The calls for South Africa's state security boss to resign are both mischievous and misplaced, writes Eusebius McKaiser.
State Security Minister Siyabonga Cwele should not resign just because his wife has been convicted of drug-related criminal activity. The call for his resignation, from various opposition political parties as well as many ordinary citizens, is unjustified.
There seem to be two dubious versions of this demand. One version is based on the assumption that the minister must surely have known that his wife was engaging in illegal activity and is therefore complicit in her law-breaking adventures.
The second version, a little more faithful to the established facts, concedes that it is not legally proved that the minister was complicit in criminal activity but, given his job title, he should nevertheless resign because he could not possibly keep all of us safe if he did not manage to smell a criminal who is in bed with him. Both versions of this argument lack conviction.
The first argument is almost self-evidently weak. There is an absence of legally established facts of actual wrongdoing on the part of the minister. A resignation call on the basis of rumour instead of fact is unreasonable and politically mischievous.
The second argument is less implausible, but ultimately not good enough either. The nexus question is: should a minister of intelligence know everything about his or her spouse to qualify as minister of intelligence? The answer is no.
First, there is a difference between being the political or administrative head of state secrets and being a husband, even an estranged one. The first role requires you to be sceptical about whether or not you can trust (most) people and to err on the side of spying on someone who might be a threat to the security of fellow citizens.
The other role, that of husband, does not come with the same demands. There is a lower threshold of care with which you need to negotiate romantic relationships, even as minister of intelligence. Those calling for Cwele’s resignation imply that he should be spying on his wife every second of the day. That expectation confuses the role of state intelligence chief with the role of loving husband.
Second, even if the minister should spy on his wife (which is surely not the case), the standard we are applying to him is too high. A minister of intelligence cannot be expected to be an all-knowing God.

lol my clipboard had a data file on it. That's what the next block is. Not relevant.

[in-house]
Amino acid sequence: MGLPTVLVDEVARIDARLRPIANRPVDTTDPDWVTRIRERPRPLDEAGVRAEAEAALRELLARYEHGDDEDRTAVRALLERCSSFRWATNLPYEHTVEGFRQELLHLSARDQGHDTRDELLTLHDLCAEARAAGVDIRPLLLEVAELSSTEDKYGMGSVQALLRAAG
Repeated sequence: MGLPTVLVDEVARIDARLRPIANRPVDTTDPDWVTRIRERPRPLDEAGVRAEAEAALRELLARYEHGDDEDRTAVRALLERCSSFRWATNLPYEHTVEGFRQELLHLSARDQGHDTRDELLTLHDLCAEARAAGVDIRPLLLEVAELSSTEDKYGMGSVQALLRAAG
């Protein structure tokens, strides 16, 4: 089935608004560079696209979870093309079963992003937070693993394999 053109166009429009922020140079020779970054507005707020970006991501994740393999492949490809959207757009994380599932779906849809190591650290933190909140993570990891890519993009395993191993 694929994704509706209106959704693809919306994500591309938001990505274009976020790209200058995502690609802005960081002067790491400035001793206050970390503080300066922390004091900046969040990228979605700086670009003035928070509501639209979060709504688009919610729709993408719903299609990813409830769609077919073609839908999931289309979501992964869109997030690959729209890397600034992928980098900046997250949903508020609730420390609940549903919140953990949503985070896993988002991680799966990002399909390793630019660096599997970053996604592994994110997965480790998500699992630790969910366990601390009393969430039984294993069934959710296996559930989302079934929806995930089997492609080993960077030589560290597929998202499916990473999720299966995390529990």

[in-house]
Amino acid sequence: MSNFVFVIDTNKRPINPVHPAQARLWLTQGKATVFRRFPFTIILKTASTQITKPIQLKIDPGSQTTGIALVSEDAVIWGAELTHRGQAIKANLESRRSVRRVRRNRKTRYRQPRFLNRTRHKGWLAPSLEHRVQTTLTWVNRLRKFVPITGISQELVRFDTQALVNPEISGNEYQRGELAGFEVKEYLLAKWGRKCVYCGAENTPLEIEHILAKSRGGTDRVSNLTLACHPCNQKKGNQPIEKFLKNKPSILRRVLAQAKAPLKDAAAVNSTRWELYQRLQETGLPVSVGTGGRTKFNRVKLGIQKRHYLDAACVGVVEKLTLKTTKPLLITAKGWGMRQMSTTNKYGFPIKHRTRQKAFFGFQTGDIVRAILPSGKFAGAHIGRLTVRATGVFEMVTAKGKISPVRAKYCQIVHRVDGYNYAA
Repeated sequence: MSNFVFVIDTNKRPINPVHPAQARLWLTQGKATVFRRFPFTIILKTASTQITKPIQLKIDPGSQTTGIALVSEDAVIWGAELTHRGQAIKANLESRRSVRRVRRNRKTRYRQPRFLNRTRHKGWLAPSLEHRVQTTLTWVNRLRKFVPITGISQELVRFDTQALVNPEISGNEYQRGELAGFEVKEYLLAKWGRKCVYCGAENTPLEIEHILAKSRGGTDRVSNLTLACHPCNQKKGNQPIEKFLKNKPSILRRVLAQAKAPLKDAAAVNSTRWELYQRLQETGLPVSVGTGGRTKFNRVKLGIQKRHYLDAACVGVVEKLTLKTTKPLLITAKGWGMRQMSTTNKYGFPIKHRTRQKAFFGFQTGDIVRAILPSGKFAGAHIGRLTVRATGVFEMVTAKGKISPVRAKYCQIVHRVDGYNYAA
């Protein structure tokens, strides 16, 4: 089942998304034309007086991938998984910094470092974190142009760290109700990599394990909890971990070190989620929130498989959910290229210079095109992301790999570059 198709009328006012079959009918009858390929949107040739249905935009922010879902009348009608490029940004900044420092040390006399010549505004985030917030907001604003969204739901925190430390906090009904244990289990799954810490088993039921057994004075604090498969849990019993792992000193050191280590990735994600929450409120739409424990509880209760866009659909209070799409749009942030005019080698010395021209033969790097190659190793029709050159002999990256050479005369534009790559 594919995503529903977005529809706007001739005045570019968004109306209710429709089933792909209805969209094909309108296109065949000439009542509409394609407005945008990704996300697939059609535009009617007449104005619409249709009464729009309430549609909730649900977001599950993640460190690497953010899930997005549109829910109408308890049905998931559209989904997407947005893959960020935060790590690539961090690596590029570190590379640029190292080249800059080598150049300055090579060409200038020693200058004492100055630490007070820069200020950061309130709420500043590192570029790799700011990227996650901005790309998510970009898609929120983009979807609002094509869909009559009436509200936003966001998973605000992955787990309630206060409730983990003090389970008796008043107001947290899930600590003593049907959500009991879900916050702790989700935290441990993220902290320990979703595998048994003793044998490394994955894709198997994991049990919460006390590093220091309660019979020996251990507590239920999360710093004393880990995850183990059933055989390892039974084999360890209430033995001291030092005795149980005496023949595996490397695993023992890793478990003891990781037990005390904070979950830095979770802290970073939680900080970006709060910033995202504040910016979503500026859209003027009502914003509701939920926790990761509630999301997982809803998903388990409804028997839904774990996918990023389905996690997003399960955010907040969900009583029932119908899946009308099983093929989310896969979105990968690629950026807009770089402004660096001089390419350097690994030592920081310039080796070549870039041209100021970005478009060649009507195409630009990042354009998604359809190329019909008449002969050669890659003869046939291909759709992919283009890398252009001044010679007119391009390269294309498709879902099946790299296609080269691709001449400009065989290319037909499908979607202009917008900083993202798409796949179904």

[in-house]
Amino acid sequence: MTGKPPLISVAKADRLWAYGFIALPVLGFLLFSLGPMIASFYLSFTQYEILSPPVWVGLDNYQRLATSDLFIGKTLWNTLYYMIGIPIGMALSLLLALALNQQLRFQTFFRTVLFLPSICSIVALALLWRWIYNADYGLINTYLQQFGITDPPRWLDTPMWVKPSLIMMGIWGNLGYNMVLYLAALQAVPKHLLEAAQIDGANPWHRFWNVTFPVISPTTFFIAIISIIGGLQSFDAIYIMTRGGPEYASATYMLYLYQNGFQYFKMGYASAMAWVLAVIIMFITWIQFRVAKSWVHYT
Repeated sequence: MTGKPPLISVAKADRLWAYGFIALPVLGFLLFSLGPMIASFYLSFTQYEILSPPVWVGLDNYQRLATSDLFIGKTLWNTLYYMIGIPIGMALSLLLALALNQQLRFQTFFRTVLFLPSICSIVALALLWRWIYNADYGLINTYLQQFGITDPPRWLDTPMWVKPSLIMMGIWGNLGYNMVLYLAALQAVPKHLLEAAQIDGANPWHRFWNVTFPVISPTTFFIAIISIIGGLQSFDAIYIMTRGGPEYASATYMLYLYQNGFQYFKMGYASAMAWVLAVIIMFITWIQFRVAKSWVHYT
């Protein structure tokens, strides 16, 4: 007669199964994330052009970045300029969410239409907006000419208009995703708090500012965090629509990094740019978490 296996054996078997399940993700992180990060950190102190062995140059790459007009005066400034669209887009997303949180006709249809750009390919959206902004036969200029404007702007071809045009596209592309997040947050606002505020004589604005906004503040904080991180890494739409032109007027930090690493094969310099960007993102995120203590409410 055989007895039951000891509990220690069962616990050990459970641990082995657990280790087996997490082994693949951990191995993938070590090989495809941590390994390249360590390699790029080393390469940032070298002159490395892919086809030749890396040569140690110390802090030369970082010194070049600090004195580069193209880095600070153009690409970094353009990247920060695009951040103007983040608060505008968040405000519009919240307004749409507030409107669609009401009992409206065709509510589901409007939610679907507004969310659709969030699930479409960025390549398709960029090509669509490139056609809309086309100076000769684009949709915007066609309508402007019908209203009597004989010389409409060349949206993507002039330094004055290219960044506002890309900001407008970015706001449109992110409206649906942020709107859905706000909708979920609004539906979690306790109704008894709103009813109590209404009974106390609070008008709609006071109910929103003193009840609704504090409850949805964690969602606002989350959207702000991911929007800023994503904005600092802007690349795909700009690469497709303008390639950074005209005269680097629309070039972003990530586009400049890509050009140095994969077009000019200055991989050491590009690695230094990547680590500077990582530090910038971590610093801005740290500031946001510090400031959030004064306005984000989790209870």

Yes, he should have greater knowledge than you and me about the world around us and aspire to have perfect knowledge about it, but he should not be dismissed for not actually having that perfect knowledge. If it turns out that his wife (who he has rightly not been spying on) is doing naughty stuff while he is at work, his failure to know about it is irrelevant to his real job description, which is to keep the state, overall, safe. He is not a law enforcement officer responsible for every single category of crime.
Third, and related, there is confusion about what his job entails. That confusion is neatly captured in the retort by some critics of my viewpoint, whose rejoinder goes something like this: “But he shared a bed with her! He lived with her! So if he didn’t know about criminality in the house, how can we trust him to keep us safe?” This retort is tempting. But it is also badly conceived.
If we accept that it is important to separate the role of intelligence head from that of husband then it is fair to say that the duties of the minister, as a husband or spouse, are the same ones we have to fulfil as husbands, spouses or partners. He has to be allowed to trust his spouse more easily than he would a suspected terrorist. He has to be allowed to be human, which means being allowed to make judgments of trust on the basis, in part, of romantic love, and not just to be a robotic machine looking for would-be criminals both in the street and in his attic.
This is not, as some will misconstrue, a suggestion that he should apply no due care in selecting his spouse. The point is simply that his ending up with a spouse (who he knew and committed to before this job) who turns out to violate the law is a mistake that is acceptable for any politician to make, including the minister of intelligence.
Let us rather ask whether he has done a good job in preventing attacks on our cities or preventing would-be spies from stealing state secrets and so forth. If he has failed in that department, then he must go. If his only sin is that his spouse is guilty of a crime, then he is at worst a broken husband and imprudent lover, not unlike many of us, rather than an incompetent intelligence head.
Eusebius McKaiser is an associate at the Wits Centre for Ethics